A history of Borough Market

A history of Borough Market

The medieval Market

A colourful, chaotic artery
London bridge, a colourful and chaotic artery joining London to the town of Southwark and the ports and cities of the south, acted like a magnet for people who wished to sell things to travellers. Its rich commercial potential kicked off an epic struggle between authorities determined to regulate and profit from officially sanctioned markets and hordes of small traders who wanted to make as much money as possible with the least possible interference.

For a long time there were two legitimate marketplaces around Borough. The smaller of these started in the grounds of St Thomas’ Hospital, at the southern entrance to London Bridge. In 1215, the hospital relocated to what is now St Thomas’ Street, and the market, which specialised in corn, moved with it.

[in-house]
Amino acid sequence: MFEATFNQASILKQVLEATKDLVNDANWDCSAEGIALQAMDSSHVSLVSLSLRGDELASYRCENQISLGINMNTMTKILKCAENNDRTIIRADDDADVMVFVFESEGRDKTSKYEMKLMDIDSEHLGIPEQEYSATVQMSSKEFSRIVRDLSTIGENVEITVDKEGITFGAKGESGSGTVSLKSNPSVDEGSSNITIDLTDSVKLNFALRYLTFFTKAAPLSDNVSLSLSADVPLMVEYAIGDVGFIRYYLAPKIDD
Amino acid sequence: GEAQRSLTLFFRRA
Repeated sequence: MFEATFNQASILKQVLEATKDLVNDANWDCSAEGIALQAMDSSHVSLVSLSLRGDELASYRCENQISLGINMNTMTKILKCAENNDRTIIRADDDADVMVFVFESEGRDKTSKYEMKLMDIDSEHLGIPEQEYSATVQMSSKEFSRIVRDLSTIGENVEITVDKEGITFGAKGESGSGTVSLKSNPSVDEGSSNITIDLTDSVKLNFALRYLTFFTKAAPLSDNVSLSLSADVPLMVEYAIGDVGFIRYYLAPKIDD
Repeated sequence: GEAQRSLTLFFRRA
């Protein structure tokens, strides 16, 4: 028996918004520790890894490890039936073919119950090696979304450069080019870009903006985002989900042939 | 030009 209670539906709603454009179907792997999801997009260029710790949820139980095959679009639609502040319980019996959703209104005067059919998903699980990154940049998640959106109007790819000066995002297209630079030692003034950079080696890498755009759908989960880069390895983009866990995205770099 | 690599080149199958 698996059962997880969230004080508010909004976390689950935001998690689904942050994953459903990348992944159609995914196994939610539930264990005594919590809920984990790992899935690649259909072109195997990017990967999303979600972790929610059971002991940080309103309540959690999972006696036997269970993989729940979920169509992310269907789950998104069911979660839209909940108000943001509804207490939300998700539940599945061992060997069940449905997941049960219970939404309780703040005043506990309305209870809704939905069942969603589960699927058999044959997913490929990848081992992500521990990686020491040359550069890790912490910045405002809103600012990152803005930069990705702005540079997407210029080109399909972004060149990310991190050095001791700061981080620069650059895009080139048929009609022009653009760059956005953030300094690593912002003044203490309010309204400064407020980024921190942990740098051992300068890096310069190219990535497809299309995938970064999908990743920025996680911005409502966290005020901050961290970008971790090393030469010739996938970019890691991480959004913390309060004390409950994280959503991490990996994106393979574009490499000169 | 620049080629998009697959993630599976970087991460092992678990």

Irritating the authorities
A larger market, selling a wider range of produce and trading on Wednesdays and Fridays, found a home along the busy main highway near the foot of the bridge in an area known as the Guildable Manor, which was administered by the crown. Both markets caused irritation to the authorities across the river by undercutting the City of London’s own traders. In the 1270s the City forbade its citizens to go to Southwark to buy “corn, cattle, or other merchandise there”. It also banned traders from setting up on the bridge itself and clamped down on “regratresses” who bought bread in Southwark and resold it in London.

In 1406, after some serious lobbying, Henry IV granted the City authorities “assay and assize of bread, wine, and ale and other victuals and of any other things belonging to the clerk of the market of the King’s household”. Southwark’s market became, to all intents and purposes, an extension of London.

Sold to the City
The residents of Southwark fought hard against the encroachment of the City into their town, but further charters in 1444 and 1462 cemented London’s influence over the Guildable Manor and added the right to hold a three-day fair every September. Southwark Fair would become one of the most riotous events in London’s calendar.

In April 1550, for a price of just over £1,000, Edward VI ended any debate about who ran Borough by selling Southwark to the City. In the same charter, it was agreed that the market could extend to four days a week, adding Monday and Saturday to the schedule.